In case No. 6613, the commission reported that, between January 1, 1917, and November 31, 1922, capital additions amounted to $1,639,146, which, added to $12,500,000, cost of duplication (as erported in case No. 1400), made.$14,139,146. It said the company 'would be entitled to have added to this sum reasonable allowances for working cash, going value, water rights, and such other elements as may not have been included in the original figure, and also the value of the nonoperative property which apparently was not included in the original figure. The value on this basis would exceed $16,000,000 for the whole property, without giving any consideration to the enormous enhancement of value of all good property in Indianapolis which has occurred since January 1, 1917.' And the commission set out a number of estimates, based on different price levels, made by its own engineering staff, of which Mr. Earl L. Carter was the head. There is shown, as to physical property only, the cost of reproduction less depreciation estimated on different price bases. Some of these estimates were on quoted market prices of cast iron pipe, and some were on prices approximately 10 per cent. less. This made a difference of about $375,000. The estimates on the lower basis follow:

                     Average prices 10 years ending with 1920. $13,979,744
                      10 years ending with 1921................ 14,689,078
                      10 years ending with 1922................ 15,232,676
                      5 years ending with 1922................. 18,335,974
                     Prices prevailing October 1, 1922......... 17,328,259
                      These include $102,997 to cover materials and supplies

The company submitted various estimates made by valuation engineers Hagenah and Erickson. There is shown below, in respect of physical property only, cost of reproduction less depreciation.

                     Average prices 10 years ending with 1920. $16,020,456
                      5 years ending with 1921................. 20,535,543
                     Prices prevailing October 1, 1922......... 19,447,193

There were added for materials and supplies $100,000, for working capital $135,000, for water rights $500,000, and for going value $2,000,000.

The company also submitted estimates and appraisals made by valuation engineers, Sanderson and Porter. They estimated cost of reproduction of the 'bare physical property' on prices as of October 1, 1922, at $19,087,560, and on average of prices for ten years ending with 1920 at $16,169,257. Neither of these included anything on account of working capital, water rights, or going value. To cover working capital $267,312 was added, and for water rights and going value $2,355,050.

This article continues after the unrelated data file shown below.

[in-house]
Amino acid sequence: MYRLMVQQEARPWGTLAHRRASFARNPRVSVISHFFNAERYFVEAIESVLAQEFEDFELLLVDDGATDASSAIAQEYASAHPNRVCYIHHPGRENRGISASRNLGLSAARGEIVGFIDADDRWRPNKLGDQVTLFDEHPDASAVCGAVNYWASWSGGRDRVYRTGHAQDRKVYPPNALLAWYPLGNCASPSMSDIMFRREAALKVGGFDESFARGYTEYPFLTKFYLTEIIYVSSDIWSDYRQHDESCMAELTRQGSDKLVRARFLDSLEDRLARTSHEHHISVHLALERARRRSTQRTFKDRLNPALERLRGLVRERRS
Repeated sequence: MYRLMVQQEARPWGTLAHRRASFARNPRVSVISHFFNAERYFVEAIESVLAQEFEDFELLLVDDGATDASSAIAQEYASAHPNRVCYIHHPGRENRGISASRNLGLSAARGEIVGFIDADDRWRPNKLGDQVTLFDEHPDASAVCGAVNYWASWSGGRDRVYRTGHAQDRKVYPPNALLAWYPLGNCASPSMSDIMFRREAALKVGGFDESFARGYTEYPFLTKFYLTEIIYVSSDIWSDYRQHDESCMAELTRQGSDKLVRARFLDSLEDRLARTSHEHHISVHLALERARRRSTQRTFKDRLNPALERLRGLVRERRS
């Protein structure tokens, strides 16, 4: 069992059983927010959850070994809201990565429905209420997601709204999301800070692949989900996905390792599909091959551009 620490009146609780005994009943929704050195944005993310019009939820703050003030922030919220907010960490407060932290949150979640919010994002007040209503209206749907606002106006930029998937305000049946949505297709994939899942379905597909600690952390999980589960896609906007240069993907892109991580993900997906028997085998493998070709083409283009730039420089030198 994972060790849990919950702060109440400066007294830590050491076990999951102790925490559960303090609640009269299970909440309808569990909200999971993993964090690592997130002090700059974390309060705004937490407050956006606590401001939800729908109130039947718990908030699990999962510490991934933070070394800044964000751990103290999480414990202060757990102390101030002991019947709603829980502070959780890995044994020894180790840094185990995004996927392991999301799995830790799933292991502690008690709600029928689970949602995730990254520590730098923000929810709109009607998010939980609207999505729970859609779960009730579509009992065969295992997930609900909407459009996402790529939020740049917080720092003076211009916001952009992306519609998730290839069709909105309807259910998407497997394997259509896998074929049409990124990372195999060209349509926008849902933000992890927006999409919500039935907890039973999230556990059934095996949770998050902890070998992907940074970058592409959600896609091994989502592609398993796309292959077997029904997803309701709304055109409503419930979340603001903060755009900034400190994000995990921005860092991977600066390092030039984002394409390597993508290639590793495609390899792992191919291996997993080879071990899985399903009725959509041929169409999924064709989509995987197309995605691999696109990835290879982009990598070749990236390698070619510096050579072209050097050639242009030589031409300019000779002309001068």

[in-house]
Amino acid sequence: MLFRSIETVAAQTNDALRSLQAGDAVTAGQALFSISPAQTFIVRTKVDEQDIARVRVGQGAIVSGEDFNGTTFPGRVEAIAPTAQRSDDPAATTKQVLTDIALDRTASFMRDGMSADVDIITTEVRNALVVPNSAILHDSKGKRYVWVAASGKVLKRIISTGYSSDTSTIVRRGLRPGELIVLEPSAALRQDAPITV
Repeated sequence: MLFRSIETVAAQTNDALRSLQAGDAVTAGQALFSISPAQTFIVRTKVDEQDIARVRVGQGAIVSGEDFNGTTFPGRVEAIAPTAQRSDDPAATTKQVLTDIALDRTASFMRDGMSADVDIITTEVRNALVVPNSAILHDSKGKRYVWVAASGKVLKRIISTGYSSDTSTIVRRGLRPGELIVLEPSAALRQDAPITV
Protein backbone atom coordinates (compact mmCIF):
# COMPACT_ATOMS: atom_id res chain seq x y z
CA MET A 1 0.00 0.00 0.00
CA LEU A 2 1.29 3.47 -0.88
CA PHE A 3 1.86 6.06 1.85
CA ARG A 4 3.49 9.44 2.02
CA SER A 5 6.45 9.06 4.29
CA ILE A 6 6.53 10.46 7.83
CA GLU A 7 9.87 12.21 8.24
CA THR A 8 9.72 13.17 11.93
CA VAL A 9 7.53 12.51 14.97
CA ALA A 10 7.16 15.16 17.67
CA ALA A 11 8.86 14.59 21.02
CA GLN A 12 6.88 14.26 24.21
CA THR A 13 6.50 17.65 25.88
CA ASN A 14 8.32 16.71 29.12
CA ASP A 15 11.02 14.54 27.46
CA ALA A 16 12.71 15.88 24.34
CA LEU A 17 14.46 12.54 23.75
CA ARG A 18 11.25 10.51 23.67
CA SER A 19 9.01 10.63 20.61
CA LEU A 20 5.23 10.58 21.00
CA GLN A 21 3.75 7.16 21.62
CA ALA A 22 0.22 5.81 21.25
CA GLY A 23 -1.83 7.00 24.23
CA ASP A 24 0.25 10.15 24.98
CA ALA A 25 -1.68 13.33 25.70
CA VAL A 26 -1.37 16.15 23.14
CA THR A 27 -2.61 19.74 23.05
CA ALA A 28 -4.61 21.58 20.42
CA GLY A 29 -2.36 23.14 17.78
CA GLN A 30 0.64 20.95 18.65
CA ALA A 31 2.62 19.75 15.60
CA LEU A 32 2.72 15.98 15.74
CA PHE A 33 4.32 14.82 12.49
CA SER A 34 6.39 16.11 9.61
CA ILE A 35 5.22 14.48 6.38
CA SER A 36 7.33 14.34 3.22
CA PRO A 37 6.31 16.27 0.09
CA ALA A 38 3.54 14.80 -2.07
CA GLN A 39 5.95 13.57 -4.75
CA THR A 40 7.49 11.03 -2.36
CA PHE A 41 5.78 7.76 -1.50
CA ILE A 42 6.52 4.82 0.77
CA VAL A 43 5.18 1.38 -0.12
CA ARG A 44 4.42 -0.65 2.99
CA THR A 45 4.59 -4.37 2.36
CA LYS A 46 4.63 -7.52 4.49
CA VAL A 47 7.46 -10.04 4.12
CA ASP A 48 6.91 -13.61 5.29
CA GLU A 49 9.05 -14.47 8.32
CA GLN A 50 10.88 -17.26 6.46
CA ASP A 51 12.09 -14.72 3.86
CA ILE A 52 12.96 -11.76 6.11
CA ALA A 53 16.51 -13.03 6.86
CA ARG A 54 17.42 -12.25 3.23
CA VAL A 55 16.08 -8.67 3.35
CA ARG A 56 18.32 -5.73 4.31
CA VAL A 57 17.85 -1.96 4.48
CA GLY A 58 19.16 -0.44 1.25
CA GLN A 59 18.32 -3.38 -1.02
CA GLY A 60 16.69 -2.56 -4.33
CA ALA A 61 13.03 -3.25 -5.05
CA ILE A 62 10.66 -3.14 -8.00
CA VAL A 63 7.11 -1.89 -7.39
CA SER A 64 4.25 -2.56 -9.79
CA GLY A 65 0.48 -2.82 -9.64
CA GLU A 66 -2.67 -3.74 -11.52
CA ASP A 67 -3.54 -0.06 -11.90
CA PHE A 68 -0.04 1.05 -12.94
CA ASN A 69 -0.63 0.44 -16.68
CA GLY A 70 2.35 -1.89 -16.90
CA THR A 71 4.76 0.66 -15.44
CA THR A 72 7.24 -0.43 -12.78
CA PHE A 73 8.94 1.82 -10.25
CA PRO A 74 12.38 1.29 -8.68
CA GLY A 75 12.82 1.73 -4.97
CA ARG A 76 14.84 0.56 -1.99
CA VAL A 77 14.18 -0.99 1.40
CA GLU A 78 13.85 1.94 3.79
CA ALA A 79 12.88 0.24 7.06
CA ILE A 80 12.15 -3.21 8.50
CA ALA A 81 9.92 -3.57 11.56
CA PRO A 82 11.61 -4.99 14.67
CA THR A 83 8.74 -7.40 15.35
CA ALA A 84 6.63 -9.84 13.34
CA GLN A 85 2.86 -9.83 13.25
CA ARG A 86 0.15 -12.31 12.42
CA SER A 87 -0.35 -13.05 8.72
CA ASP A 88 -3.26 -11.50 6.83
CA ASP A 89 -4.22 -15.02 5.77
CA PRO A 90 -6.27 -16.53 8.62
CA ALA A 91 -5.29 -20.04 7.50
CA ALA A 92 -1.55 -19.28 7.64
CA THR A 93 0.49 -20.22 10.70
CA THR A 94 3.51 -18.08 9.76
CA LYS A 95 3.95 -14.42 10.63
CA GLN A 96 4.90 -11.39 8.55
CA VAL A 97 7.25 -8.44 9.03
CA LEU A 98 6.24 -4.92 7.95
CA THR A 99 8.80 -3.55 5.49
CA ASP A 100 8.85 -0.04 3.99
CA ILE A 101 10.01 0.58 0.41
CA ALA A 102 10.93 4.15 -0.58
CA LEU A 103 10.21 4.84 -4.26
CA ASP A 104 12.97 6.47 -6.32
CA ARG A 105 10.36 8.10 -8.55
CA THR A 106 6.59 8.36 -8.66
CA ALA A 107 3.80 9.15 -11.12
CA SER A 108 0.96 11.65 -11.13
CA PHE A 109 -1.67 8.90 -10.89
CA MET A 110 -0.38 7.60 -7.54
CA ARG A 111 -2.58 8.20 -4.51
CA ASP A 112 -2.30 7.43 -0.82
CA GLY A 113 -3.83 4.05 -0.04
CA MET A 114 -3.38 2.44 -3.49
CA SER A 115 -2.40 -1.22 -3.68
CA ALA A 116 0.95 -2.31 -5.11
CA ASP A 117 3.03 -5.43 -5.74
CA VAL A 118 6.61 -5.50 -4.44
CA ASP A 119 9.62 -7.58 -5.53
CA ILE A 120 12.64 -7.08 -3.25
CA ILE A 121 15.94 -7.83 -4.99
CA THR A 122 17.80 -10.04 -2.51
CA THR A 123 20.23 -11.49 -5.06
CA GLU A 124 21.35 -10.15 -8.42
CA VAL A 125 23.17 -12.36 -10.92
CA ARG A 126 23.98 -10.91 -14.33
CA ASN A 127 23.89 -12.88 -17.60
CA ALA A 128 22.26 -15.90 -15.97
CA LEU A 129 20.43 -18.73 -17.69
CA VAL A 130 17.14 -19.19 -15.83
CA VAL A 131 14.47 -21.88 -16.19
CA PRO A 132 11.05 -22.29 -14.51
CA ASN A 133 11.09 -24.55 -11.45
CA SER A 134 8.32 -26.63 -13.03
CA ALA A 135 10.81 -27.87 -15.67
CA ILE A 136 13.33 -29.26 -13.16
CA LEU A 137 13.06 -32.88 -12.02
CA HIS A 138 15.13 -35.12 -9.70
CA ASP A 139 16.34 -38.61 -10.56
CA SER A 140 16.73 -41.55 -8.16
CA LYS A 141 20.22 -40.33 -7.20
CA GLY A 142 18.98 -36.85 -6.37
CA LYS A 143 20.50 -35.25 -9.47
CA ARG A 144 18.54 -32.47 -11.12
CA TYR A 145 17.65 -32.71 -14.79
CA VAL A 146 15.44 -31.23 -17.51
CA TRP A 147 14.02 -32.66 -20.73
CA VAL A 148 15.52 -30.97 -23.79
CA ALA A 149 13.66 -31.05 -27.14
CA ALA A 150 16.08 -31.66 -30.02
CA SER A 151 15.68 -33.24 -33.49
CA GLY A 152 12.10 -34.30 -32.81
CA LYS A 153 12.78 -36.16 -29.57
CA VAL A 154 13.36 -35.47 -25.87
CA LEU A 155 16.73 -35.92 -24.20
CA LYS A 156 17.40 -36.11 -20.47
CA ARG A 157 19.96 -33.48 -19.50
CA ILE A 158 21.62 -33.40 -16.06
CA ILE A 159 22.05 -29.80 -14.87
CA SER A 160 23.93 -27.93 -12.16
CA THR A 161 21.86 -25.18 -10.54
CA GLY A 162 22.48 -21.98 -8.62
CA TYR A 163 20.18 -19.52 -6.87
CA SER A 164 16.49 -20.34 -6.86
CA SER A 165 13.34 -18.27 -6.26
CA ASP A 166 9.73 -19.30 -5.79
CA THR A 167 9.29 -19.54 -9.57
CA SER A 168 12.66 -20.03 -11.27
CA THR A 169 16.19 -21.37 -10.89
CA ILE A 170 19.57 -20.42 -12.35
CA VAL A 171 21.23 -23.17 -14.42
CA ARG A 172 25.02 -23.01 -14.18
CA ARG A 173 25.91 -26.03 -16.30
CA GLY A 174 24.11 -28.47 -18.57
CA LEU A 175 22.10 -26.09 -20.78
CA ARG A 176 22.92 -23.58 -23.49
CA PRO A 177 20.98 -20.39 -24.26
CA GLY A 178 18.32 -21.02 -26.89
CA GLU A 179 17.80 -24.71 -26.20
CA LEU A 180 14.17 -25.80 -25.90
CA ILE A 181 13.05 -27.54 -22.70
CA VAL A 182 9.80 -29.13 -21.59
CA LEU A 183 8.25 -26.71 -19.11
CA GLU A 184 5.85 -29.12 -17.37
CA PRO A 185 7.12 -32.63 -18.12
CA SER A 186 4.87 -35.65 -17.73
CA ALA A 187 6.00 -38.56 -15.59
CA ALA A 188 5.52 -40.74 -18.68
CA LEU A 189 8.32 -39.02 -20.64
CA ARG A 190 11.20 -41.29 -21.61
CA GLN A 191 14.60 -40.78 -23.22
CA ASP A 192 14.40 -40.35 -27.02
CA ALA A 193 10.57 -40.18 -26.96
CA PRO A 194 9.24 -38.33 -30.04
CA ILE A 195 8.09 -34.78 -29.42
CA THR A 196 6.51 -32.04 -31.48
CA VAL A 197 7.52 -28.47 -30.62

By its order the commission fixed the value of the property at $16,455,000. Its report shows that figure to have been made up as follows:

                    Commission's engineering staff's appraisal
                    cost of reproduction less depreciation
                    on basis of average level of labor
                    and material prices for the 10-year period
                    ending December 31, 1921, including
                    materials and supplies..............................$14,689,0001
                    Capital additions form April 1, 1922, to
                    October 31, 1922, at actual cost......................  215,000
                     Total physical property........................... $14,904,000
                    Going value and water rights, 9 1/2 [p]er cent......  1,416,000
                    Working cash capital                                    135,000
                     Total value....................................... $16,455,000

In case No. 7080, the commission's valuation of the company's properties used in the public service, as of May 31, 1923, is $1,194,600 less than the amount found by the commission to be the value of all its property-operative and nonoperative, as of October 1, 1922. The total of working capital, water rights and going value was reduced $571,000, and the value of the tangible property $623,600.

At the trial in the lower court, the company introduced estimates of the cost of reproduction less depreciation, made by Hagenah and Erickson, as follows:

                     Prices prevailing December 31,